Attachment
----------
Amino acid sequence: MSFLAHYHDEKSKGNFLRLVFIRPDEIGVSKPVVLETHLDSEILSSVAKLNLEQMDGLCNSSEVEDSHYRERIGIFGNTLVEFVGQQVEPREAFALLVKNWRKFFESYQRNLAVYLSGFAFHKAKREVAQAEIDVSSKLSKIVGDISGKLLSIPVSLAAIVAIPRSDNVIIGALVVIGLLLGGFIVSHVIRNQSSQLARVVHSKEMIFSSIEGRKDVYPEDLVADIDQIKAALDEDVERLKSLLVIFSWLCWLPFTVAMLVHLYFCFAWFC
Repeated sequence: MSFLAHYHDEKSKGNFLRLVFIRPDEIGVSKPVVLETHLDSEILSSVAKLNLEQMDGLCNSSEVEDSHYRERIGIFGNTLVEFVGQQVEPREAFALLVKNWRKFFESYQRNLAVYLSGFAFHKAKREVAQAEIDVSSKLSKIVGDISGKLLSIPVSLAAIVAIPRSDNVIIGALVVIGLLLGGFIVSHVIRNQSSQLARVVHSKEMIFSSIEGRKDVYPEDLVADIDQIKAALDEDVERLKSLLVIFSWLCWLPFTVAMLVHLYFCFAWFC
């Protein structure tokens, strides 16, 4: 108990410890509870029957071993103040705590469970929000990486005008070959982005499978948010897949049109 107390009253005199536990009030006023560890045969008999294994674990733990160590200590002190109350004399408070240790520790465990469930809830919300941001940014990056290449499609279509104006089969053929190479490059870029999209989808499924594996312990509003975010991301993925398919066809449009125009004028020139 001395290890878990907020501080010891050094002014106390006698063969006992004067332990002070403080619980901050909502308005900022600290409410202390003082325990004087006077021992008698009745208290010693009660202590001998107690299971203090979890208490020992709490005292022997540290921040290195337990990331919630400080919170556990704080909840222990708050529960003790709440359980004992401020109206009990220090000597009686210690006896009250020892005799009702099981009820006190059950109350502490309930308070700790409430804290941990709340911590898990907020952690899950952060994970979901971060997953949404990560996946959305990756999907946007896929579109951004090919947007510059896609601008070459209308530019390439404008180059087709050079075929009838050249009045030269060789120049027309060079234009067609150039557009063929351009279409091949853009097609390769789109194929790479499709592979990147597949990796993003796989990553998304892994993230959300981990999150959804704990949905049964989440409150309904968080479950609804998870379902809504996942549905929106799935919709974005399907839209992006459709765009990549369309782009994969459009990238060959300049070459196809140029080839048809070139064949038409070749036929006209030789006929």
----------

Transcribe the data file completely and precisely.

Amino acid sequence: MSFLAHYHDEKSKGNFLRLVFIRPDEIGVSKPVVLETHLDSEILSSVAKLNLEQMDGLCNSSEVEDSHYRERIGIFGNTLVEFVGQQVEPREAFALLVKNWRKFFESYQRNLAVYLSGFAFHKAKREVAQAEIDVSSKLSKIVGDISGKLLSIPVSLAAIVAIPRSDNVIIGALVVIGLLLGGFIVSHVIRNQSSQLARVVHSKEMIFSSIEGRKDVYPEDLVADIDQIKAALDEDVERLKSLLVIFSWLCWLPFTVAMLVHLYFCFAWFC
Repeated sequence: MSFLAHYHDEKSKGNFLRLVFIRPDEIGVSKPVVLETHLDSEILSSVAKLNLEQMDGLCNSSEVEDSHYRERIGIFGNTLVEFVGQQVEPREAFALLVKNWRKFFESYQRNLAVYLSGFAFHKAKREVAQAEIDVSSKLSKIVGDISGKLLSIPVSLAAIVAIPRSDNVIIGALVVIGLLLGGFIVSHVIRNQSSQLARVVHSKEMIFSSIEGRKDVYPEDLVADIDQIKAALDEDVERLKSLLVIFSWLCWLPFTVAMLVHLYFCFAWFC
């Protein structure tokens, strides 16, 4: 108990410890509870029957071993103040705590469970929000990486005008070959982005499978948010897949049109 107390009253005199536990009030006023560890045969008999294994674990733990160590200590002190109350004399408070240790520790465990469930809830919300941001940014990056290449499609279509104006089969053929190479490059870029999209989808499924594996312990509003975010991301993925398919066809449009125009004028020139 001395290890878990907020501080010891050094002014106390006698063969006992004067332990002070403080619980901050909502308005900022600290409410202390003082325990004087006077021992008698009745208290010693009660202590001998107690299971203090979890208490020992709490005292022997540290921040290195337990990331919630400080919170556990704080909840222990708050529960003790709440359980004992401020109206009990220090000597009686210690006896009250020892005799009702099981009820006190059950109350502490309930308070700790409430804290941990709340911590898990907020952690899950952060994970979901971060997953949404990560996946959305990756999907946007896929579109951004090919947007510059896609601008070459209308530019390439404008180059087709050079075929009838050249009045030269060789120049027309060079234009067609150039557009063929351009279409091949853009097609390769789109194929790479499709592979990147597949990796993003796989990553998304892994993230959300981990999150959804704990949905049964989440409150309904968080479950609804998870379902809504996942549905929106799935919709974005399907839209992006459709765009990549369309782009994969459009990238060959300049070459196809140029080839048809070139064949038409070749036929006209030789006929």